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Michelle Tessier, Deseret News
Heart pump patient Brandy Marigoni holds her baby, 3-month-old Aiden Marigoni, during a press conference at Intermountain Medical Center's Education Center in Murray about heart pump technology pioneered at Intermountain Medical Center Heart Institute, Monday, Oct. 6, 2014.
I'm Bionic Woman now. —Brandi Marigoni

SALT LAKE CITY — Two new mothers — who months ago were close to death — appeared healthy Monday after receiving heart pumps earlier this year.

Both experienced heart problems caused by or activated by their pregnancies and both were given the chance to live by using technology that has been refined over decades by those in the artificial heart program at the Intermountain Medical Center Heart Institute.

On Monday, both women sported a black strap over one shoulder, holding a 3-pound external controller connected to a heart pump inside each of their bodies at the Intermountain Medical Center. This device, HeartWare HVAD, is a left ventricular assist device and is sustaining both women as they wait for heart transplants.

"I'm Bionic Woman now," joked Brandi Marigoni, a recipient of the device. "I would not be alive without the LVAD."

Marigoni started showing signs of heart failure — retaining extra fluid and experiencing shortness of breath and fatigue — about five months into her second pregnancy. The symptoms likely came from an already existing heart condition that Marigoni had not been aware of, according to Deborah Budge, a cardiology physician at Intermountain Medical Center and one of Marigoni's doctors.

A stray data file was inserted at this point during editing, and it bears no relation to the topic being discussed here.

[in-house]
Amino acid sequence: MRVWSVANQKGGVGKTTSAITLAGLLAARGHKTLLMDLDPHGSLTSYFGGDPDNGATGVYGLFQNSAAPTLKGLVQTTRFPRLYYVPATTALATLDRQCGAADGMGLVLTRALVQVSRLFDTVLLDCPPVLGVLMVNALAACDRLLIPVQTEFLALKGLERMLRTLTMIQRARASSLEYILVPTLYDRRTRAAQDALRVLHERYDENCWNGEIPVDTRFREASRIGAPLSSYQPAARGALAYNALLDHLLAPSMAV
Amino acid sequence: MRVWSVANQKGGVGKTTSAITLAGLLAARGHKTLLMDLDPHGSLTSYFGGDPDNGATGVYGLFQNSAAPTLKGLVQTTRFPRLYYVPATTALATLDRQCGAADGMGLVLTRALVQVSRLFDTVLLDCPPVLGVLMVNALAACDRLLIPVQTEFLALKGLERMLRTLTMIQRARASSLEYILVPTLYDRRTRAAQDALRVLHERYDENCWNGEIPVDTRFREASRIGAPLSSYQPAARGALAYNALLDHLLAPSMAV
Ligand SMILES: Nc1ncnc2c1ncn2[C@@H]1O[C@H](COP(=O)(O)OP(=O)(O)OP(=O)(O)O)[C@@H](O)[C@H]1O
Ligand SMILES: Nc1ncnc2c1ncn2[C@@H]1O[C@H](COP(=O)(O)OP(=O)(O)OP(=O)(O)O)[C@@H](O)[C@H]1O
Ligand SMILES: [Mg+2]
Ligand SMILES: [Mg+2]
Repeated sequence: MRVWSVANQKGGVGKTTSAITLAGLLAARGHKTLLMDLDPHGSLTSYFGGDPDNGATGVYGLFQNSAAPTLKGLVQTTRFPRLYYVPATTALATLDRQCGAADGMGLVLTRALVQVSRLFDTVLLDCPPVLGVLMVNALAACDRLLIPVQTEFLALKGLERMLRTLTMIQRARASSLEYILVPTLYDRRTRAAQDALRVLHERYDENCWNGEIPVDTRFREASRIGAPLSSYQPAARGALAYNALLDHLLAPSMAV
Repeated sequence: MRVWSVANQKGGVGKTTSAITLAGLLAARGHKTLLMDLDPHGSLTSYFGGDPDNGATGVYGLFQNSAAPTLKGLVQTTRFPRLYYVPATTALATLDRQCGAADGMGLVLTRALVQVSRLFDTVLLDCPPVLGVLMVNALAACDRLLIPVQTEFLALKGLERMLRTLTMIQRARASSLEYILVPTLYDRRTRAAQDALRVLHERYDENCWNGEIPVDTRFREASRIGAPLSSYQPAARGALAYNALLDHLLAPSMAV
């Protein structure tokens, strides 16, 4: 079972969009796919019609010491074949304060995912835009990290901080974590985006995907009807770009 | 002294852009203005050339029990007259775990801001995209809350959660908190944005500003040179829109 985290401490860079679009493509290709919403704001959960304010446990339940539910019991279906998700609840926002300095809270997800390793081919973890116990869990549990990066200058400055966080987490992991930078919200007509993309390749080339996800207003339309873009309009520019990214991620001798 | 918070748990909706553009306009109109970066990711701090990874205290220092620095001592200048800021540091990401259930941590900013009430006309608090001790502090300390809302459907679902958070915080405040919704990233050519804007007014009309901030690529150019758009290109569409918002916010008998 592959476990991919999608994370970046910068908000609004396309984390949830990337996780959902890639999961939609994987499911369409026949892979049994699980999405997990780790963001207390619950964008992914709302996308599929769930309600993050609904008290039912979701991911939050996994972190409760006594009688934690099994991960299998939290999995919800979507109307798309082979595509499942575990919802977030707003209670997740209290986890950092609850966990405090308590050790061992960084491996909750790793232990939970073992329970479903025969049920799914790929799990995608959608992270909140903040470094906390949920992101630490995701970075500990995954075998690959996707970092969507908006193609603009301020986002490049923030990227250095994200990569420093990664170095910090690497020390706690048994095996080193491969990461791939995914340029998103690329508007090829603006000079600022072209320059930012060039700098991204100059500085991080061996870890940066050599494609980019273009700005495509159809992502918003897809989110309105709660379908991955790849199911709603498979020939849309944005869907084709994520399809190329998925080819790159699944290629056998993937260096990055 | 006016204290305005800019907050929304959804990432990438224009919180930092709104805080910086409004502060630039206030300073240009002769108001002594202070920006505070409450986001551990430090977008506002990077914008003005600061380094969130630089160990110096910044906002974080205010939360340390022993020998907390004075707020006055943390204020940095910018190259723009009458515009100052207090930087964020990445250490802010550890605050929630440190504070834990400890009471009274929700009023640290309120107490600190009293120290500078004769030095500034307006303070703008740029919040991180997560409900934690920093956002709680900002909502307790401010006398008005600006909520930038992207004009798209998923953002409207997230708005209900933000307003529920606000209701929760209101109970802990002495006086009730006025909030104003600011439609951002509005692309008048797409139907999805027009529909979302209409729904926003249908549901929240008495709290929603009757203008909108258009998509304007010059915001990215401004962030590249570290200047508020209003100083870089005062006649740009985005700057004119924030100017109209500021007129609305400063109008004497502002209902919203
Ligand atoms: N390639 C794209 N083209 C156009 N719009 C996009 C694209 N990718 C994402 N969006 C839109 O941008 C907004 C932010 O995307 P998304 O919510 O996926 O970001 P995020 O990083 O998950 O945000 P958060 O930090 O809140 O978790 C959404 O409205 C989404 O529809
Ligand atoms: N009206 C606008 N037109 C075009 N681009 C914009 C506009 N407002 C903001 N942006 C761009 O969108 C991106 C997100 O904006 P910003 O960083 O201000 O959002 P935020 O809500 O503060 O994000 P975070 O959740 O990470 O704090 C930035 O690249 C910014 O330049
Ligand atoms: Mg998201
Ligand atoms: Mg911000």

At 22 weeks pregnant, Marigoni was admitted to the hospital. She received a temporary heart monitor to help with the delivery of her son Aiden at 28 weeks in July. It was clear that she would need a more permanent solution.

About a week after her second child Madison was born in May, Andrea Duncan — who had never before experienced serious health problems — suffered a spontaneous coronary dissection, which triggered a heart attack. She was attached to a heart and lung machine until her heart could recover. After a few days, it was evident her heart would not be able to function on its own.

Pregnancy-related heart problems are "uncommon but … catastrophic when it happens," said William Caine, a cardiovascular and thoracic surgery physician with Intermountain Healthcare, and one of the doctors who assisted with Duncan's surgery.

The Heartware HVAD is among the newest generation of left ventricular assist devices that Caine estimates have been around for about five years.

The main body of the device connects to the left ventricle and an attachment connects to the aorta to help the left side of the heart pump blood. The device relies on the right side of the heart to pump blood on its own. In the event of a right side failure, both patients received a pacemaker implant. A power cord is connected to the device inside the body and exits through an incision in the abdomen.

It is about a quarter of the size of the first generation and is in trials to be a permanent ventricular assist device for people who do not qualify for transplants, according to Caine. Old heart pumps would have been too large for either of the women's frames, he said, which means they would have had to use pumps that sat outside of their bodies and remain in the hospital until a transplant became available.

The heart pumps are connected to two batteries that have a life of five to six hours apiece. Marigoni and Duncan have to sponge bathe, protect their abdominal incision from infection and recharge the batteries regularly. They have also reached out to local fire stations in the event they have an emergency or that the power goes out.

These women don't seem to mind, given their new chance at life.

"It's not an inconvenience for me, considering the alternative," Duncan said.

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